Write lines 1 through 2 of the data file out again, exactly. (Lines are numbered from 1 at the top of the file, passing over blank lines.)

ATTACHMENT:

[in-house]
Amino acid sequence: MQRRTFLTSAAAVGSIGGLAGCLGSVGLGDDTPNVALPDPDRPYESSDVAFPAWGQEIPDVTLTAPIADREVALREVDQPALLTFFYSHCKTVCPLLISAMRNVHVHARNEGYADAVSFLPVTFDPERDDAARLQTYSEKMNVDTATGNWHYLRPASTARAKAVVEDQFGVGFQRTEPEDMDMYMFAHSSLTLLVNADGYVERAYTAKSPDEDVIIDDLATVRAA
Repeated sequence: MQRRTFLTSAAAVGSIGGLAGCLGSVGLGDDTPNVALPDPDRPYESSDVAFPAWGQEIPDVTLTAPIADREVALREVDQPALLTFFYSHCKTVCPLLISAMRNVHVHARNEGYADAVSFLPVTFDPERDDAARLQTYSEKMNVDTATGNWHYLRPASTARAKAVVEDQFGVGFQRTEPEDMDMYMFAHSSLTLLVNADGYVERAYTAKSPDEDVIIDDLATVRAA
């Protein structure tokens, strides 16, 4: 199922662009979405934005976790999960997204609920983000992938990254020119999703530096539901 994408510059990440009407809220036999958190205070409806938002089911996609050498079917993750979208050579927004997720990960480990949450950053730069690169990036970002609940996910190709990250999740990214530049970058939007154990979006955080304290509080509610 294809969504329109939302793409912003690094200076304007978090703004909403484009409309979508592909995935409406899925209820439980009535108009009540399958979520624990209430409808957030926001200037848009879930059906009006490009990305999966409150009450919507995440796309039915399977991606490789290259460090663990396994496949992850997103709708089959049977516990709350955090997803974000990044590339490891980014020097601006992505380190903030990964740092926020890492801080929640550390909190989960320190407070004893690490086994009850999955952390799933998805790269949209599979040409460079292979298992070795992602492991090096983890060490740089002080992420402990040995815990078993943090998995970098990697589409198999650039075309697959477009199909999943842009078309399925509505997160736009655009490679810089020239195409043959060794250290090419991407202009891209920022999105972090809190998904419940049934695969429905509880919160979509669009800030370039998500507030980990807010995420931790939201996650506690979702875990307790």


[in-house]
Amino acid sequence: MQRRTFLTSAAAVGSIGGLAGCLGSVGLGDDTPNVALPDPDRPYESSDVAFPAWGQEIPDVTLTAPIADREVALREVDQPALLTFFYSHCKTVCPLLISAMRNVHVHARNEGYADAVSFLPVTFDPERDDAARLQTYSEKMNVDTATGNWHYLRPASTARAKAVVEDQFGVGFQRTEPEDMDMYMFAHSSLTLLVNADGYVERAYTAKSPDEDVIIDDLATVRAA